My task over the five weeks at HCL in Chennai, India, is to interact with the young engineers and use whatever experience I have to allow them to progress up the learning curve faster. Since my arrival here, I have become aware of the pressure being exerted from the upper echelons of Xerox in ensuring that the transition of knowledge to HCL offshore is accelerated. From my perspective, I’m finding my engagement with the engineers an exhilarating yet challenging experience. Pretty well switched-on to technology, I have found them to be bright, confident of their abilities and eager to learn, a sentiment echoed by my American compatriots.
Ilango brought in some Diwali treats for the group after returning from leave. I chose to up the ante the following day by sharing a jumbo-sized Cadburys chocolate bar I had purchased at the airport, as a gesture of goodwill. Chris Daughton, with whom I had worked at Welwyn Garden City shortly after arriving there, flew in from Monroe County, presenting a lecture on ‘The Story of a Copy Job’. I have drafted a list of topics I shall be covering over the next 5 weeks. The days are long. Fetched by taxi each morning around 08h30, we return at night around 11 hours later.
I have bonded with the American contingent also based at the Gem Inn Resort and found myself pleasantly surprised, almost moved, by the irrepressible Jayson “my father has a back like a hairy buffalo” Richardson’s assertion at dinner, in reference to me personally, that “I enjoy the conversation that you bring to the table”. A round the table exercise, where each person provided details of their ancestry, proved enlightening and fascinating. Product Manager Robin Morgan, tasked with getting the HCL test facility up and running, also joined us from the UK. Sadly, Jeff Chester, whom I had grown to like and develop a respect for, returned to the USA.
Midweek we switched to eating in the Gem Inn’s air-conditioned dining room. We were so impressed with the chef’s chicken stroganoff that we asked him to come out for an appreciative round of applause. The hotel staff have taken to the group and Jason in particular. They will stop at nothing to serve and attend to our needs, often with an delightful sense of humour. A number of waitresses I believe to be of Nepalese origin, are employed by the hotel. Short in stature and blessed with the most delicate of features and gentle nature, I find a number of them rather appealing.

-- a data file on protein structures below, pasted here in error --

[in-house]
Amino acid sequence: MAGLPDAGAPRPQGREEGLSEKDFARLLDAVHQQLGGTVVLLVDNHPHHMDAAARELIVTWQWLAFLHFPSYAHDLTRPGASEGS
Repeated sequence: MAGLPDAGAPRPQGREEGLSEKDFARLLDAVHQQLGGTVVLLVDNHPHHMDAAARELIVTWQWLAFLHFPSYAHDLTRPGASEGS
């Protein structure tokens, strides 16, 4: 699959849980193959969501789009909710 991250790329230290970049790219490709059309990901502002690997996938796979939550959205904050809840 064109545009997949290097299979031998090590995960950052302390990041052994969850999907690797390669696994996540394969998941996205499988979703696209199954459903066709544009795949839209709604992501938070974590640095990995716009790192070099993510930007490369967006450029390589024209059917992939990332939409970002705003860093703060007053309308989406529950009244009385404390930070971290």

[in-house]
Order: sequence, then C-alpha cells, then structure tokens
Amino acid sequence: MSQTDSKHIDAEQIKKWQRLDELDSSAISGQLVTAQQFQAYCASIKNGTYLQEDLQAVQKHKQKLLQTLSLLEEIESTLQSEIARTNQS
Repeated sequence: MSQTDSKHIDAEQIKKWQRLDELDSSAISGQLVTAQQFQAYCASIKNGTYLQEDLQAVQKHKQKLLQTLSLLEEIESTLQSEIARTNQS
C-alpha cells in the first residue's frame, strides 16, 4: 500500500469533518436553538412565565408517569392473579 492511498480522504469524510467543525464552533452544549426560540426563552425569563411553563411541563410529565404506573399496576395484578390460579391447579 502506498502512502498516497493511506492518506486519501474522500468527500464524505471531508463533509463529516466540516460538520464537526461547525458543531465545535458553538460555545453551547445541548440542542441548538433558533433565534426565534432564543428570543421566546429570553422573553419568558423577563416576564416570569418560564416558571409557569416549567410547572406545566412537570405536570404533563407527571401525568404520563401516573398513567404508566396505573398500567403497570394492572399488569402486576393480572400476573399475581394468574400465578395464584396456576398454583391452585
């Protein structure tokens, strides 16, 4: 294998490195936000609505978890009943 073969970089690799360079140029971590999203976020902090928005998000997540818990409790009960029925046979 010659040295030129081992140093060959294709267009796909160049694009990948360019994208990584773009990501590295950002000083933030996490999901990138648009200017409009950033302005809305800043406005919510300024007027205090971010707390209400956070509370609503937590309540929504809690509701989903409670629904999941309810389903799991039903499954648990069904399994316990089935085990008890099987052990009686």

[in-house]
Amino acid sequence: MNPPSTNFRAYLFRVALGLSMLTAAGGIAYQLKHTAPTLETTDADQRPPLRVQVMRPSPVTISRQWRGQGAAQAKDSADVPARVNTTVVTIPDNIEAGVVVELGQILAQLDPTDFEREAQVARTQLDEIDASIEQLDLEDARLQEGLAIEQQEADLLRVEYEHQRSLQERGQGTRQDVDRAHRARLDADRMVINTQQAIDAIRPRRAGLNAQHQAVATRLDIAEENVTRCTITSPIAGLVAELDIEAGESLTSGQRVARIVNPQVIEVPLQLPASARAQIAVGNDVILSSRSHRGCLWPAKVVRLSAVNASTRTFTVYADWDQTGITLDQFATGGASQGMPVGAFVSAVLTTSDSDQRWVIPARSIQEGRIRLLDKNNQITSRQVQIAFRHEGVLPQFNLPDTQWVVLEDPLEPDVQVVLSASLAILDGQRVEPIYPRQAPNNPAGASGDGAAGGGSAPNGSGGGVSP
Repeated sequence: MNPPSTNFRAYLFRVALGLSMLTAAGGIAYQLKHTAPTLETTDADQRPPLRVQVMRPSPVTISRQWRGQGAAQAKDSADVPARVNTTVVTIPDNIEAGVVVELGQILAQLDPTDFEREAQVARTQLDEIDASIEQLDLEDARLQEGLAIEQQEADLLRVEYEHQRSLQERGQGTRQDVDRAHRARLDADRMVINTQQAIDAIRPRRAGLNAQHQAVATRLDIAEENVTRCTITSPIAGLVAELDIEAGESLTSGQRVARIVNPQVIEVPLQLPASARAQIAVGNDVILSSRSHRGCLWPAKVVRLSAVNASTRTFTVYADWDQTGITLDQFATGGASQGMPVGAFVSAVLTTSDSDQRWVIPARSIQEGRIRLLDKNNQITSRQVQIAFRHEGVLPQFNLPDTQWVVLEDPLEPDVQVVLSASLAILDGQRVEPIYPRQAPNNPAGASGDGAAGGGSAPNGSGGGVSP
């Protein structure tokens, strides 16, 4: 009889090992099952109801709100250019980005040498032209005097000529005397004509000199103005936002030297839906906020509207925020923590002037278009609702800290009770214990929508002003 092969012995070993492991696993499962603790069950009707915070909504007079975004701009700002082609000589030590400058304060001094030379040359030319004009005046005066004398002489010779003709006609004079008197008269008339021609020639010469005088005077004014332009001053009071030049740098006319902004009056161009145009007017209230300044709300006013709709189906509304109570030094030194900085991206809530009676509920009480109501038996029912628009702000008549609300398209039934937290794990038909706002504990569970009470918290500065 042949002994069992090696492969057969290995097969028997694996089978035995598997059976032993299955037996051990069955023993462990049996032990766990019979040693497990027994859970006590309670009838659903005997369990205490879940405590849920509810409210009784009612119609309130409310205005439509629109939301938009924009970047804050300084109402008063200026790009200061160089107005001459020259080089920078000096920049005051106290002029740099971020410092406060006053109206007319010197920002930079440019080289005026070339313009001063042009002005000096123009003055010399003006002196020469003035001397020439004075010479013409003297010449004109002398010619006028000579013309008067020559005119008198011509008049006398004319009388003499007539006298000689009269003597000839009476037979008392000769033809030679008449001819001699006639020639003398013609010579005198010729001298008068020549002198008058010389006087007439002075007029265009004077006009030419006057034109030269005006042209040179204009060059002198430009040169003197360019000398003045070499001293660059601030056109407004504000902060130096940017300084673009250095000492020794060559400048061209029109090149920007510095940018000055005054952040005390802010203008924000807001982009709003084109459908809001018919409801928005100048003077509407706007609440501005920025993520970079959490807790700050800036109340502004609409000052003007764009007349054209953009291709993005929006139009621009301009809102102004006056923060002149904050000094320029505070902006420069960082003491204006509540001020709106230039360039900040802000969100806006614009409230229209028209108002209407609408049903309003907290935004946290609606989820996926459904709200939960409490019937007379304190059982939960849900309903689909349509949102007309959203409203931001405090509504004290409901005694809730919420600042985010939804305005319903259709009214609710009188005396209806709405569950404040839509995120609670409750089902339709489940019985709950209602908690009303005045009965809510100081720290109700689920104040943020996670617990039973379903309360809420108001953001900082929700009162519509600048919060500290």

Travelling to and from the Gem Inn resort as as entertaining and bewildering as ever. Herds of cows occupy the road virtually every few hundred metres, even in peak hour traffic. The term “organised chaos” comes to mind, yet it is too random for that to be the case. What amazes me is that the total lack of road-rage, given the potential for it to evolve to that level. There is an almost resigned acceptance that it’s all quite normal. The sight of a calf lying dead in the road having been struck by a motor vehicle, was a rare yet unpleasant sight one morning. I wondered why it wasn’t a more regular occurence. The protruding rib cages of these somewhat emaciated beasts, regarded as sacred by Hindus, may suggest that they are underfed however this a relative perception. The counter argument suggests that livestock in the West are overfed and pumped up to the eyeballs with drugs and hormones.
Politics is a subject I never shy away from and India is certainly not short of suitable material forming a basis for lively discussion. Tamils form the dominant ethnic group in the state of Tamil Nadu and are of the same ethnic group as the one involved in the civil war in Sri Lanka over several decades until 2009. The Liberation Tigers of Tamil Eelam (LTTE) or Tamil Tigers was a separatist militant organization founded in May 1976 by Vellupillai Prabhakaran and supported by Tamils in India. It waged a violent secessionist and nationalist campaign to create an independent state in the north and east of Sri Lanka for Tamil people and was responsible for the assasination of Rajiv Gandhi at a public meeting at Sriperumbudur on 21 May 1991, in a village approximately 30 miles from Chennai, where he was campaigning for the local party candidate. The atrocities alleged to have been committed by the Sri Lankan army to end the war were covered extensively by Channel 4 news broadcasts in the UK in 2009.
I am keen to explore the origins of India’s class structure and caste system, to which, it has been alleged, a reluctance has prevailed among more privileged elements of Indian society to discuss the topic openly, though I have managed broach the subject with a collegue at HCL with relative ease. But more of that for a later blog.